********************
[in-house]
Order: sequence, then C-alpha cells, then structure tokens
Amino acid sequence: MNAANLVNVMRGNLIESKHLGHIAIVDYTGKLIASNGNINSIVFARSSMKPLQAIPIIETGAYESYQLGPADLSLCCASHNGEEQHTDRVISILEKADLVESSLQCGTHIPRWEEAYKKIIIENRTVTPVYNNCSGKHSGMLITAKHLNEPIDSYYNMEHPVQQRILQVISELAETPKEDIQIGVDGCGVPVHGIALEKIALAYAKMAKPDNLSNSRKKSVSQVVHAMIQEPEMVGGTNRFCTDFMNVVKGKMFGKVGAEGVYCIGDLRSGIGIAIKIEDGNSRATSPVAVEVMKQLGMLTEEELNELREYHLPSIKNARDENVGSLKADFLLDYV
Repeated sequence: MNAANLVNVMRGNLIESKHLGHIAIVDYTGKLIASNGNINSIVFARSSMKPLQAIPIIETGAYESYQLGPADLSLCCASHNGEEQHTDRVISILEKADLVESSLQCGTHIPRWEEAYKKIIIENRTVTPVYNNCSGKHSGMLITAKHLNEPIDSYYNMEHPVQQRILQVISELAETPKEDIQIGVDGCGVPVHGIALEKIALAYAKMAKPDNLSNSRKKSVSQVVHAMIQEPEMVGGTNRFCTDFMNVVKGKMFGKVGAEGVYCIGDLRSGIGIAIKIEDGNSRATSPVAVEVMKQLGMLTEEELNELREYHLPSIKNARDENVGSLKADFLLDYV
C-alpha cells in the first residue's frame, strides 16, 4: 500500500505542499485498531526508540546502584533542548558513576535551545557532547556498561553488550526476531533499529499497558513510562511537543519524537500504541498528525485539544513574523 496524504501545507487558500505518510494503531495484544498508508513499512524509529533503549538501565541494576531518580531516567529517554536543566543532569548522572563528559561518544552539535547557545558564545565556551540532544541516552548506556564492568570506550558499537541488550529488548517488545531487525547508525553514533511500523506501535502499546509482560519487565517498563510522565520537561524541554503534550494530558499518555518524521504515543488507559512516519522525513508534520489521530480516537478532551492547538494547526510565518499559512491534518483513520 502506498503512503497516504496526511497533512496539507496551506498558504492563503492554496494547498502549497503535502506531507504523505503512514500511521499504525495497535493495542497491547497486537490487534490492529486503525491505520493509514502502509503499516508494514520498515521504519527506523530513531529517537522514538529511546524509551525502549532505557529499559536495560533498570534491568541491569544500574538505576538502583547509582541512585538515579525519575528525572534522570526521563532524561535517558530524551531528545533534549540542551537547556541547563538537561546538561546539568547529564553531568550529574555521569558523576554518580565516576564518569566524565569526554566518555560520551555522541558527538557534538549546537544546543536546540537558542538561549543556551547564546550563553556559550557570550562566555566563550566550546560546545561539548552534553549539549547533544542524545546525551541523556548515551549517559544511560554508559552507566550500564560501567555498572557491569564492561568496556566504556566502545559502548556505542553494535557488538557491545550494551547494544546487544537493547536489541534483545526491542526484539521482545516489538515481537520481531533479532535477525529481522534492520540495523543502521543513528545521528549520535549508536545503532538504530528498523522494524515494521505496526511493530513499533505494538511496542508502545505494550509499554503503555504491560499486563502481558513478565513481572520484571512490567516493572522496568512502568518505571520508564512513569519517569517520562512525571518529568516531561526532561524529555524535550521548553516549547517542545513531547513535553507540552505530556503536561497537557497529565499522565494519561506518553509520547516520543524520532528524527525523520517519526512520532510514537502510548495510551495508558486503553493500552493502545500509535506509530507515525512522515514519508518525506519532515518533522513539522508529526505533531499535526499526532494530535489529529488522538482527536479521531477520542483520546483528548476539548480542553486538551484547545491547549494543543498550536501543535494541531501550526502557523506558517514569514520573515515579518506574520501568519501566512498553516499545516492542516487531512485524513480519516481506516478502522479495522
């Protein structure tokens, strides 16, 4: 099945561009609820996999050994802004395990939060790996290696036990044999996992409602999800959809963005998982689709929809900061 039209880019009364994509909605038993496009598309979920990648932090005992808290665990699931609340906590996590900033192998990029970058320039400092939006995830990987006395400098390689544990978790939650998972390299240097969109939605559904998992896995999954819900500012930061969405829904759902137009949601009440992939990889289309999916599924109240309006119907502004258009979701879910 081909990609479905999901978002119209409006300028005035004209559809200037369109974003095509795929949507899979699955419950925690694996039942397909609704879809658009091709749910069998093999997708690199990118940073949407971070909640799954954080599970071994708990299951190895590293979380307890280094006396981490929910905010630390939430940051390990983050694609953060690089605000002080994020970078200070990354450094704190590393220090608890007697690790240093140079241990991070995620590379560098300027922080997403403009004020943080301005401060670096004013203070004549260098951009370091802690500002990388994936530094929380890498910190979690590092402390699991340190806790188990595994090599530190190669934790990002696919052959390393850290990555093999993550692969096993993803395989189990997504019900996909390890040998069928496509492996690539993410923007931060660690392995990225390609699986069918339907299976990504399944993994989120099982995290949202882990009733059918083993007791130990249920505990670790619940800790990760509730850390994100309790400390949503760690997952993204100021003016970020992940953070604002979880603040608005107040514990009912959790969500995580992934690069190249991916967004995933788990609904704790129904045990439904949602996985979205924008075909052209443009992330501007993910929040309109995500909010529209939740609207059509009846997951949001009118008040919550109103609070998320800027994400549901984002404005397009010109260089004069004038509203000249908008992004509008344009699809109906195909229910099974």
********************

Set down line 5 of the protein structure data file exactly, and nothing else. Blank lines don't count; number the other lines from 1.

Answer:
C-alpha cells in the first residue's frame, strides 16, 4: 500500500505542499485498531526508540546502584533542548558513576535551545557532547556498561553488550526476531533499529499497558513510562511537543519524537500504541498528525485539544513574523 496524504501545507487558500505518510494503531495484544498508508513499512524509529533503549538501565541494576531518580531516567529517554536543566543532569548522572563528559561518544552539535547557545558564545565556551540532544541516552548506556564492568570506550558499537541488550529488548517488545531487525547508525553514533511500523506501535502499546509482560519487565517498563510522565520537561524541554503534550494530558499518555518524521504515543488507559512516519522525513508534520489521530480516537478532551492547538494547526510565518499559512491534518483513520 502506498503512503497516504496526511497533512496539507496551506498558504492563503492554496494547498502549497503535502506531507504523505503512514500511521499504525495497535493495542497491547497486537490487534490492529486503525491505520493509514502502509503499516508494514520498515521504519527506523530513531529517537522514538529511546524509551525502549532505557529499559536495560533498570534491568541491569544500574538505576538502583547509582541512585538515579525519575528525572534522570526521563532524561535517558530524551531528545533534549540542551537547556541547563538537561546538561546539568547529564553531568550529574555521569558523576554518580565516576564518569566524565569526554566518555560520551555522541558527538557534538549546537544546543536546540537558542538561549543556551547564546550563553556559550557570550562566555566563550566550546560546545561539548552534553549539549547533544542524545546525551541523556548515551549517559544511560554508559552507566550500564560501567555498572557491569564492561568496556566504556566502545559502548556505542553494535557488538557491545550494551547494544546487544537493547536489541534483545526491542526484539521482545516489538515481537520481531533479532535477525529481522534492520540495523543502521543513528545521528549520535549508536545503532538504530528498523522494524515494521505496526511493530513499533505494538511496542508502545505494550509499554503503555504491560499486563502481558513478565513481572520484571512490567516493572522496568512502568518505571520508564512513569519517569517520562512525571518529568516531561526532561524529555524535550521548553516549547517542545513531547513535553507540552505530556503536561497537557497529565499522565494519561506518553509520547516520543524520532528524527525523520517519526512520532510514537502510548495510551495508558486503553493500552493502545500509535506509530507515525512522515514519508518525506519532515518533522513539522508529526505533531499535526499526532494530535489529529488522538482527536479521531477520542483520546483528548476539548480542553486538551484547545491547549494543543498550536501543535494541531501550526502557523506558517514569514520573515515579518506574520501568519501566512498553516499545516492542516487531512485524513480519516481506516478502522479495522